The Moiety of the Sun

Crystal light reflects in a shimmering pool, hovering just below the stars which
blink sleep out of their eyes onto soft breathing below.
Those that hide all day come out to play, dancing through the dappled moonlight,
blowing dusty trails that waking stars leave behind.

Prancing with gaiety, demigods rejuvenate after long drinks of
Nectar and Ambrosia, brought forth in celebration of a centennial victory.
A paean hums from within satyrs who bow down before the spiraling clouds.

Figures begin to emerge wearing gold crowns of swan birds upon hair the color of rich honey.
Their eyes flicker faintly with the flame of Tartarus that has long since been lost to mortal memories,
yet not to those of the old, youthful rulers.
Icy steps of diamond vapor descend from the clouds, taking form beneath
royal ruby slippers and elegant toes upon pompous feet.

These are the gods of Greeks and Romans, the power invested in them to rule the
skies and waters and the in between of both worlds, haunting human dreams.
So many people fall blind, as countless do when threatened by the
empowering persona deities cast as shadows against a pale sun rising.

Occasionally the pale sun leaves a waxy trail across the dazzling blue sky
before setting in the burning west.
The sunshine candle melts down to the wick until even that licks the evening farewell.
A few waxy drops dribble onto unsacred grounds where immortal feet have yet to glide.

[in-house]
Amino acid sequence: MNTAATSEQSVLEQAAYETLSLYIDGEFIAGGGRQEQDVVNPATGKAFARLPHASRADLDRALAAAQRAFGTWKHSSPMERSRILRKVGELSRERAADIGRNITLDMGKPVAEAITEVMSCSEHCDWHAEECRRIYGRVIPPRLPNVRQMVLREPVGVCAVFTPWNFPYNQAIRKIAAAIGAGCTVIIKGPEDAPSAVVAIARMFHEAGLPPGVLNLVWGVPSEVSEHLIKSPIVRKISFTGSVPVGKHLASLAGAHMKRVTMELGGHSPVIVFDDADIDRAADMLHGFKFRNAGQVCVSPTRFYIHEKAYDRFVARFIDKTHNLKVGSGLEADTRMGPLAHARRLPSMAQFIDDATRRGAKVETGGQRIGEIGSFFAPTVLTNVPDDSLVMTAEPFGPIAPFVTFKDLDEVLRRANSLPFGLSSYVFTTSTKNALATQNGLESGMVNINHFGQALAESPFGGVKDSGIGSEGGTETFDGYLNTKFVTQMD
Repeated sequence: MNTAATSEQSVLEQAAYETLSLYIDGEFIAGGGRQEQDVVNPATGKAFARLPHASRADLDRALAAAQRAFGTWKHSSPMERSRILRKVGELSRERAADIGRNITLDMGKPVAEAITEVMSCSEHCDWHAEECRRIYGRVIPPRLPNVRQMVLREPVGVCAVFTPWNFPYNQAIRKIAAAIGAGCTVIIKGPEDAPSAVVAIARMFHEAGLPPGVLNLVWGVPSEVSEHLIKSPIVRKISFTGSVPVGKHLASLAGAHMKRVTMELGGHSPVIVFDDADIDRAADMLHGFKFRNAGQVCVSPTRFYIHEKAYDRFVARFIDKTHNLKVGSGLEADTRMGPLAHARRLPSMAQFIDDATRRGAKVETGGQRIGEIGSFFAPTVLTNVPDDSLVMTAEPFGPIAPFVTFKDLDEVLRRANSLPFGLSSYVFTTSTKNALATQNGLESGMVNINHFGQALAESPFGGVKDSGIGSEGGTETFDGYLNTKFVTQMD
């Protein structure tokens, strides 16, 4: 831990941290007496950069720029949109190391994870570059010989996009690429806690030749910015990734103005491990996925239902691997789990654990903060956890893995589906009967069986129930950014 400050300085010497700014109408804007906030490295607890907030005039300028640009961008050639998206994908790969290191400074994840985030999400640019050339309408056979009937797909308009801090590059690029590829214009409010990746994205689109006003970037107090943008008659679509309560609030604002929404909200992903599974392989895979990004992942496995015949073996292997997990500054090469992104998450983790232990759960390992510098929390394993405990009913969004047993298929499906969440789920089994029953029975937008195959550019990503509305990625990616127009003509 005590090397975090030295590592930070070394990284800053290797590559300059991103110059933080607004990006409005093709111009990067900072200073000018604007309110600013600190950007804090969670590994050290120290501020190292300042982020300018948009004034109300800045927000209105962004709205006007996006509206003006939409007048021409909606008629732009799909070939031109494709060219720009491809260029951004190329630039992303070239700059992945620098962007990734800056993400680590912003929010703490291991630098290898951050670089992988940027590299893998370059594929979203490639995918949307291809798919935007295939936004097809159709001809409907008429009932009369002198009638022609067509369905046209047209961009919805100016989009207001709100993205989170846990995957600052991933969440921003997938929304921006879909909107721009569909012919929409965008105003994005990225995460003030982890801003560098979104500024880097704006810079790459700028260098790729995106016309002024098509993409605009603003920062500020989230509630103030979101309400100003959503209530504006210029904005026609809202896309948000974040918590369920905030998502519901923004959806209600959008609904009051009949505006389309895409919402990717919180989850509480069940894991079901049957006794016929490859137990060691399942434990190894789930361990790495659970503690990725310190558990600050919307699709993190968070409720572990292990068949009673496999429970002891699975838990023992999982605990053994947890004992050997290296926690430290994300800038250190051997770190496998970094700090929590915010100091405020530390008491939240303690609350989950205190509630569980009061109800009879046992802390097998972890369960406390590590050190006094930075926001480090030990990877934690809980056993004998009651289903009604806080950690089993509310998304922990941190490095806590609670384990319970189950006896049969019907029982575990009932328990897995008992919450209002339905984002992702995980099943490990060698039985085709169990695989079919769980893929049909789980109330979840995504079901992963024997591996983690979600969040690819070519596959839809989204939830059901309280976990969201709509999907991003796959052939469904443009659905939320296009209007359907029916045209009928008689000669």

Naïve caterpillars, careless and confused, wriggle along a leaf
like only dumb mortal caterpillars can.
Unaware of glistening sunshine wax dangling on the end of their victimized leaves, the thick
creatures trudge on continuing to quaff until turgid, stretching the limits of their
viscous, scratchy skin.

Eventually the day comes when metamorphism must take hold of a
hungry, beating heart.
With great pertinacity, weaving a basket for its body to take a fortnight’s nap, it forms the
chrysalis, bonding waxy beauty to nature’s tremulous hand.
The candle rises in the east and sets in the west, casting fading breaths onto the
petite, pulsing pillow, dangling on the end of a bush.

The day arrives and flaky achievement peels away to reveal a sonorous serenade,
written from the depths of the earth’s core, and reverberating throughout the crisp morning air,
yet not sung about those gods who ruled so grandly above a human world.

Caterpillars, all around the world, looked to the skies and melted with their beacon of hope,
reborn with wings to fly.
Anyone who looked high, past the candle sun and the sleepy stars and the dappled moonlight,
could grow wings; they need only try.

So now, here we are, listening to stories be told of sleepy stars and
nocturnal creatures awakening.
We open our ears to the tale of glimmering gods in alluring attire.
We tilt our heads to drink in the news of caterpillars transforming into hopeful butterflies,
blending with the rising sun.
And we wonder—which is our moiety?


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